by Scott Russell Sanders, author of Small Marvels
Follow the daily news and you may be tempted to despair of humankind. We keep fighting wars, cheating and shooting one another, dividing into hostile tribes defined by religious beliefs or skin color, squandering Earth’s resources, and tearing up the web of life. Listen to the contemptuous speech of politicians, pundits, and powerbrokers, and you’re liable to feel contempt yourself, not only for this or that supposed enemy but for our entire species. The algorithms on social media amp up anger and hostility. Even late-night TV, which might seem like harmless entertainment, relies on ridicule for laughs, coaching us to scorn not only people we already dislike but also people whom we had been naïve enough to admire.
Strife grabs our attention; harmony lulls us to sleep. That’s why news is littered with the language of violence: clash, attack, battle, scorn, troll, slam, humiliate, denounce, assault, harass, rape. In the flood of images and words, strife rules, as thousands of media sources compete for our ears and eyes. Even the highest quality news sources feature conflict, for they, too, must garner enough readers to please the advertisers.
Much of the time I am one of those readers, sampling a dozen or more sources every day, but as my spirits sink lower and my view of humankind darkens, I realize I must take a break to recover my sanity and to recall our better traits. So I tune out the news for a spell and tune in the eternities. I watch birds, weed the garden, listen to music, reread favorite books; I call friends; I chat with neighbors; I smile at clerks in stores and strangers on the street; I track the moon through its phases, or I stroll in the park with my wife, listening to kids whoop with glee.
While avoiding the news, I also like to visit the quirky Mills family, who live in Limestone, Indiana, a city tucked away among forested hills. It’s a place where odd things happen, often in the vicinity of a jack-of-all-trades named Gordon Mills. Centaurs and nymphs take shelter in a local cave, alligators lurk in the sewers, warm snow falls on the Fourth of July, cornstalks rise higher than chimneys, crows lay claim to the courthouse square, and the Northern Lights shine down on the municipal dump.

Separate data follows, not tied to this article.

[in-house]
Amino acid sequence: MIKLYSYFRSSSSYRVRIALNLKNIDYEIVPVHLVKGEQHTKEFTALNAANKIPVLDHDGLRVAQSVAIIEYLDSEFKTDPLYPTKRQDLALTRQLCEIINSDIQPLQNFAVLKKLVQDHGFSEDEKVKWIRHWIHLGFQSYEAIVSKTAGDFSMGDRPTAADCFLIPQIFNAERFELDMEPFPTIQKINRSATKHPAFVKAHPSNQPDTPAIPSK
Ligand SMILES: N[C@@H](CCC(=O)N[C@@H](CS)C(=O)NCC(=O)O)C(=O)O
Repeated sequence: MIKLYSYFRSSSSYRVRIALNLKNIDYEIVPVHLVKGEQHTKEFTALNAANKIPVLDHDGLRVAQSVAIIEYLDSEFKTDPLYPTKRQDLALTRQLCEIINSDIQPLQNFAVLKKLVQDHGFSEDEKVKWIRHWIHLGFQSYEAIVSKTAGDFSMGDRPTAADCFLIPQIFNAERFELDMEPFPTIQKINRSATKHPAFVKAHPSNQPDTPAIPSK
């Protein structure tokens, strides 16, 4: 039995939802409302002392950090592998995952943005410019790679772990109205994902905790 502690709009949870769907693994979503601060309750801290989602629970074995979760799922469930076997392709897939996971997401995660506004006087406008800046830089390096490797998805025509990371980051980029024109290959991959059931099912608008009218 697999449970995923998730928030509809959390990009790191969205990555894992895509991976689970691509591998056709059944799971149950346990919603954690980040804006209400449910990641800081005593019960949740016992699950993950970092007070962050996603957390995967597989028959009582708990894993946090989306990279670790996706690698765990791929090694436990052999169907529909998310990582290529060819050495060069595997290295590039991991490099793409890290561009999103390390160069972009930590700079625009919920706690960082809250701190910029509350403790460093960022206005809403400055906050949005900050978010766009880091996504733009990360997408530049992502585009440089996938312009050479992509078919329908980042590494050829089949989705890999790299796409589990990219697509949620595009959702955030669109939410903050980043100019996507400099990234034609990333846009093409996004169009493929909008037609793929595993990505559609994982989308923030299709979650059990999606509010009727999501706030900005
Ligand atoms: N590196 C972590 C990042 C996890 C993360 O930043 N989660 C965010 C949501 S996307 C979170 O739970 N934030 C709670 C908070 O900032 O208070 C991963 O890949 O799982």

Gordon takes such events in stride, and deals with them as part of his work on the city maintenance crew, earning just enough to support a boisterous family. He lives with his wife, a formidable woman named Mabel, along with their four children, Mabel’s parents, and his widowed mother—nine souls packed into an old house that falls apart as fast as Gordon can fix it. You will not find their hometown on a map, but you may remember visiting the place in dreams—the rare, joyful kind, in which puzzles are solved, kids flourish, hard work pays off, and love endures.
You may also visit this offbeat place by reading Small Marvels, a novel-in-stories I wrote to express my belief that we humans, despite our flaws, are far better than the showoffs, hatemongers, and crooks who so often grab the headlines. We are more likely to be kind than cruel, more prone to be peaceful than violent, more inclined to tell the truth than to lie. So if the world seems blighted to you, and hope seems foolish, you might refresh your faith in humankind by taking a break from the news and paying a visit to Limestone, Indiana.
18 May 2022
Scott Russell Sanders
Scott Russell Sanders is the author of more than 20 books of fiction, essays, and personal narrative, including Hunting for Hope, A Conservationist Manifesto, Dancing in Dreamtime, and Earth Works: Selected Essays. His most recent book is The Way of Imagination, a reflection on healing and renewal in a time of social and environmental upheaval. Based in Bloomington, Indiana, he is a Distinguished Professor Emeritus of English at Indiana University and a fellow of the American Academy of Arts and Sciences.